I purchased 1 Corel 18 licence upgrade today and was asked if I wanted to buy download insurance. Previous experience with download insurance from another vendor, was its a scam usually limited to a year, where as if one bought or made a disk it was good until lost. So I asked if I could make a disk of the download instead and was told that was fine as long as I knew how.
Anyway what is downloaded is only a starter program at 2346 megs, so my concern is this means when Corel quits support I can not re-install 5 or 10 years down the road. I have 4 additional licences of Coreldraw with Corel purchased disks and am thinking maybe I should hold out on the previous editions if they won't provide full installation disks. Or if buying the upgrades save to Corel 16 so they can be opened when 18 can't be installed any longer.
Do others see this as an issue?
Also for those using Windows Backup, have you had to do a restore and if so did the Corel program restore, or were you limited to Windows and your software files, with a need to re-install Corel program.
I've previously done cloned workstation backups with Clonezilla.org but would like to be lazy and use Windows 10 if it will restore programs to a working state.
Ken, from an IT guy, take your hard drive backups seriously. There is no lazy allowed in computer land. When things fail, they don't lazily fail...they tend to catastrophically fail most times without warning. If your computer gets owned by a hacker, most times you don't get a warning...
Is your data (and the time it takes to restore corrupt or lost data) critical to your business? If yes, then then you must adopt computing behaviors that reflect that. Or you'll find out the hard way one day that being lazy was not the right decision.
Hard drive imaging software such as CloneZilla (free/Open Source) and Macrium Reflect (free and paid versions) are essential to keeping your house (computer) in order. You CAN schedule backups to off hours so things will occur while you're on lunch say. You can do incremental backups or whole drive backups. You can mount saved images and extract files at will. Honestly, it sounds like you've not really learned how to use CloneZilla properly because it should be the only way you backup your machine. Not faulting Microsoft for their built-in backup ability, but it's not in the same league as drive imaging software. With some of these software packages you can even make a virtual computer out of the image you saved to run within a real computer. Kind of like using the free Oracle VirtualBox software.
I can't answer the first part of your question exactly about media downloads (Corel themselves will have to get you that information about specific download media you paid for) but you can make your own backups of any software downloaded to an external drive/media. There's nothing stopping you from saving trials or full downloads to a drive for back-up along with your CloneZilla hard drive images (as well as keys or login info). The thing is with a drive image, you can restore a fully working computer environment in minutes rather than going through the pain of installing things again from scratch.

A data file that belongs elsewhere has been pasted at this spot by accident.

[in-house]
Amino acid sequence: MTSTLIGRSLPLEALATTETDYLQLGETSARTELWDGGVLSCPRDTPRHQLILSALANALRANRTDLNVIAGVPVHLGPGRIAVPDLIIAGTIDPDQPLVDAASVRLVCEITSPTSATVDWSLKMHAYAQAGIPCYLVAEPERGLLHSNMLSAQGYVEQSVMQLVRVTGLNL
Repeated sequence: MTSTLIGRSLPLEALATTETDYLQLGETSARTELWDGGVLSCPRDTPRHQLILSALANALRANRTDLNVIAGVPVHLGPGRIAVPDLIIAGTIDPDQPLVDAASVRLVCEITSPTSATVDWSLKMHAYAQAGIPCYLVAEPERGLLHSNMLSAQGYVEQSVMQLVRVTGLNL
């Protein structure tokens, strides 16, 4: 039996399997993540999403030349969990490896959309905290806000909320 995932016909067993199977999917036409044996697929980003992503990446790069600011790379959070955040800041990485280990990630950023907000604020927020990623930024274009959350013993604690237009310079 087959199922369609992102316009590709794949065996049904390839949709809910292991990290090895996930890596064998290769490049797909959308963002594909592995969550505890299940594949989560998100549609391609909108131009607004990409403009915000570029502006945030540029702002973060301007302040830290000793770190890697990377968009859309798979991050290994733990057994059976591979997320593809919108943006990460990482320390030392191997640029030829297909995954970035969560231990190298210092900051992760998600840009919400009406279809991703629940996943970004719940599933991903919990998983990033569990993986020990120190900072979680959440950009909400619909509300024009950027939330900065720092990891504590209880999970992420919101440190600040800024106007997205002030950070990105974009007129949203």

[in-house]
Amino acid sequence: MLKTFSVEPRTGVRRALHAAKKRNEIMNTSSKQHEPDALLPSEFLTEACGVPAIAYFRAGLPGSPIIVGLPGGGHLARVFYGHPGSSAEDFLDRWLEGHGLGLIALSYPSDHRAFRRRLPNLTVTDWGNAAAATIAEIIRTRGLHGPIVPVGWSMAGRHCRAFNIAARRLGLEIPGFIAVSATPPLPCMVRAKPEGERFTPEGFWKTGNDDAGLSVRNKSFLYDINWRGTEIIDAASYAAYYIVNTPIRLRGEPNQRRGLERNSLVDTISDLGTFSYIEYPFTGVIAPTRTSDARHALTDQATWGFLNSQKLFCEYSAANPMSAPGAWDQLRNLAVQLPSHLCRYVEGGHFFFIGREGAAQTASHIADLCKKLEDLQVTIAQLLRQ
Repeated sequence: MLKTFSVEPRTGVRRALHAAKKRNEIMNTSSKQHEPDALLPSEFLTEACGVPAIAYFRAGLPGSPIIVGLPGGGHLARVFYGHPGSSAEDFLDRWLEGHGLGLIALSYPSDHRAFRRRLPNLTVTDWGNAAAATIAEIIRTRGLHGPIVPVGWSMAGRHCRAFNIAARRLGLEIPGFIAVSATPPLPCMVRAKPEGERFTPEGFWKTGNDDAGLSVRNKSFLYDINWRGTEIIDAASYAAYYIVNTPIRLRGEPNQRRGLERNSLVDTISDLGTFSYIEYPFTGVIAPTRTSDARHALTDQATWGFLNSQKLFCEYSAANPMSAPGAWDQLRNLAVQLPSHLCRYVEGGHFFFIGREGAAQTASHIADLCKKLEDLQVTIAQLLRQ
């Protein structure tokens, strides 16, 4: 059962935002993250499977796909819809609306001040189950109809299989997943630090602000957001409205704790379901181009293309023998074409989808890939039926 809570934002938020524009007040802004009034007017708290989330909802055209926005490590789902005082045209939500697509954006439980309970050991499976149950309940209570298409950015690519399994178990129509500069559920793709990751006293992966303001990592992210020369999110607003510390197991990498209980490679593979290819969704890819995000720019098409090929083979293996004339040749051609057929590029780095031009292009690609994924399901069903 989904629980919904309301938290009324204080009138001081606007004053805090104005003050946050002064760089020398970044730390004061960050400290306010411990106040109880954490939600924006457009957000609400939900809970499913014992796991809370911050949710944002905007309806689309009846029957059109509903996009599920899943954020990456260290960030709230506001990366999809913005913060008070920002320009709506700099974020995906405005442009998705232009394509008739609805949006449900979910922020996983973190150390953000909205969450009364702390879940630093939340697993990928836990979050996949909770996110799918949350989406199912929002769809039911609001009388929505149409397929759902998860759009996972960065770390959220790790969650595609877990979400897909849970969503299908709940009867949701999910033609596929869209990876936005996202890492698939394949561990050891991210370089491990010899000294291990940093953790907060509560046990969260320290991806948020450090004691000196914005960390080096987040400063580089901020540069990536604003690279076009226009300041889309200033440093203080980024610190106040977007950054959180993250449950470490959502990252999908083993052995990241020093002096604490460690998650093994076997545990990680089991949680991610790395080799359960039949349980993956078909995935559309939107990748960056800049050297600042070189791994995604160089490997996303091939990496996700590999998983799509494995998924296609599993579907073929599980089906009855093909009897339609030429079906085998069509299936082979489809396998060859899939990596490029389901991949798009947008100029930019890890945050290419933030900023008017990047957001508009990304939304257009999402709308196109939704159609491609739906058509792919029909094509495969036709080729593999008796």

Get an external hard drive and use it - regularly. They're cheap and will save your behind one day.
However, I do support your point about Corel dropping Content/Extras disks like they used to have years ago. But I believe that's a piracy thing and helps push people to subscriptions (which they seem to love more than anything) but which I hate more than anything. The 2.3 GB file you downloaded is the program installer and not the 13 GB worth of extras content. So you have a valid point with this in my opinion.
I do have Clonezilla backups Drew as I have been bitten by a RedoBackup.org backup failing.
As it happens my Laptop with Coreldraw 100 is about 90% done on a Windows Image Backup to external usb drive in a dock. The primary issue with Clonezilla image backups is they are intended for the same hardware and can only restore a complete drive letter or disk. If the box is destroyed or stolen and the replacement is a Dell instead of a HP ones got issues. Maybe thats also true of Windows attempt at image backup and having programs run again after. Anyway that is why I believe the Coreldraw software does need the ability to restore to a different system and either require a call in or maybe better provide a warning that the previous same serial number will be deactivated or prevented from use while this is active - a non issue as the other drive or computer was destroyed.
I will try and fit another Clonezilla backup to my docked drive for safety but if the Windows image backups are images and install programs so everything works its easier than booting from a USB to do the backup.I am not sure of Windows 10 capability in that regard and would like to hear from .those that know in that regard.
Thanks, Ken Graham
When you download the install initially you download and run an installer. When this runs it goes off to Corel and downloads the full installler package. The full suite install takes place using this full package.
After you're happy that the install has gone according to plan find the install folder and the folder called Setup. Copy this folder to another, safe folder. This is your full installer package. Make sure you back it up. Save your serial number in a text file along with this installer and back it up too.
If you ever need to reinstall you simply go to the saved Setup folder, open it and double click Setup.exe.
Bear in mind the 64b and 32b installers are different and both need to be saved if you want to have access to them both later.
Hywel, I think the latest installer offers you the choice of 32 or 64,; there aren't separate installers.
Thats the preliminary installer. When you select one of the options it will download the corresponding package. If you want both you have to do it twice.